Ok, Cyclops (and Chimera) Q&A time! I'm seeing quite a lot of questions, a few misconceptions and a whole bunch of cool suggestions and discussion.First some reference material:http://files.e3d-online.com/Cyclops/Drawings/CHIMERA.pdfhttp://files.e3d-online.com/Cyclops/Drawings/CYCLOPS.pdfhttp://files.e3d-online.com/Cyclops/Drawings/CY-COOLER-BLOCK-AIR_.pdfhttp://files.e3d-online.com/Cyclops/Drawings/CY-HEATER-BLOCK_.pdfhttp://files.e3d-online.com/Cyclops/Drawings/CY-NOZZLE-400_.pdfSecondly, lets tag in some relevant characters+Joshua Rowley
(Who is actually the primary designer of this whole setup)+Whosa whatsis +ThantiK +Thomas Sanladerer +Camerin hahn +Nils Hitze +Jelle Boomstra +Laird Popkin +Mark Moissette
To be clear from the outset: Cyclops is not a mixing hotend
Yes, two materials are extruded from a single nozzle, and yes both materials can be extruded at the same time. However the primary application here is to print each material in turn one after another, and not so much about combining the two materials. (Nothing stopping you doing so if you want however).
Polymers by their very nature flow in an extremely laminar fashion. This means that if you extrude a black filament and a white filament into a single nozzle then you will receive extrudate that is black on one side and white on the other. You will not get grey. Cyclops does not have any mechanism or facility to take these two discrete streams of molten polymer and agitate them in any way to form a homogeneous mixture.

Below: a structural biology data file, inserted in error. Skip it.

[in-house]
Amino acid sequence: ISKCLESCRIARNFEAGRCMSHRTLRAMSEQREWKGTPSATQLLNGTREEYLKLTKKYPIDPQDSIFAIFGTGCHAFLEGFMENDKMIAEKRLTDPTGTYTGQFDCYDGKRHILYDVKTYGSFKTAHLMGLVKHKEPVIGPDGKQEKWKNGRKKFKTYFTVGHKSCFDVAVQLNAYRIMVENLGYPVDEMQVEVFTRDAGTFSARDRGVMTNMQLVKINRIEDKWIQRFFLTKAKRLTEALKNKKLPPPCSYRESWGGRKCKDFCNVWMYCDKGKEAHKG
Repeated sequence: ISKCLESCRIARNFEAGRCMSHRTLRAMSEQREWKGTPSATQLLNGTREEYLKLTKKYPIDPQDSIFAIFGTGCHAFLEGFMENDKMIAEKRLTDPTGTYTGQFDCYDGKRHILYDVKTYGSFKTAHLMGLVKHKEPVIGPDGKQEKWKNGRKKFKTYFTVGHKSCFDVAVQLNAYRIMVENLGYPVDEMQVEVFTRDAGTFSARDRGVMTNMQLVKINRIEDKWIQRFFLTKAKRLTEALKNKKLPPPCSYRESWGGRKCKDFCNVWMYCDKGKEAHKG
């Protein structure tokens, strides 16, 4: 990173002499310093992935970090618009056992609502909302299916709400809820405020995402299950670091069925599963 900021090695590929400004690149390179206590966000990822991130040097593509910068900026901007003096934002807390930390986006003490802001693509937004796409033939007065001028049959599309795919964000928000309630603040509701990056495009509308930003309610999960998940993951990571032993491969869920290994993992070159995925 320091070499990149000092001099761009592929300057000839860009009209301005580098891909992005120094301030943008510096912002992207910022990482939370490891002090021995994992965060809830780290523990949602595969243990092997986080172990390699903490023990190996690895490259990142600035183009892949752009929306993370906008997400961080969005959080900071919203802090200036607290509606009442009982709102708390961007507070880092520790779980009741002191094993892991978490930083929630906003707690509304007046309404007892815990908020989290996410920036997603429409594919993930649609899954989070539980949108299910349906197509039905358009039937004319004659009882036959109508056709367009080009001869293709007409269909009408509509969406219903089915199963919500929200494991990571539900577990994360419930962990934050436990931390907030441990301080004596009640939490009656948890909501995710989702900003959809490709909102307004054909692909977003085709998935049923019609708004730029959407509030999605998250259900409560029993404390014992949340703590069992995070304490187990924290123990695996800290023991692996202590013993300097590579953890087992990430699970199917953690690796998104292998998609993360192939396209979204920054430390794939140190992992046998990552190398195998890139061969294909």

Although Cyclops is not a mixing hotend, it is a spin-off from a bunch of colour mixing experiments where we found somewhat accidentally that you could switch colours extremely quickly with certain melt zone geometry.
The switching is not done with a "Y" type affair where you pull out one filament back beyond a junction and then push down a second in it's place. The "Y" approach is fairly neat and simple, but suffers from globs and blobs left in the "Y" areas that can jam things up, as well as requiring large amounts of purging and some colour bleeding from leftover plastic intermittently contaminating the current plastic.
Cyclops does all switching in the molten fluid state and this allows for really really quick switching. I'm hesitant to give out hard numbers here, but essentially the required prime tower size is so small that we have to artificially make it larger because otherwise it would be too thin to adhere well to the bed. Additionally there is extremely little to no colour bleed and you get very pure output. Even with extremely strong colours such as black and white.
We played with a whole bunch of cool little ideas like passive ball bearing shuttle valves, but ultimately found that simpler was better and there was little advantage to being very fancy.We're absolutely still working on mixing hotends.
However it's a deceptively complex problem. We have really encouraging prototypes and some cracking performance. I'm pretty optimistic about it, but there are yet still a few unsolved problems.
Any other questions or speculation welcome. I'll do my best to keep up!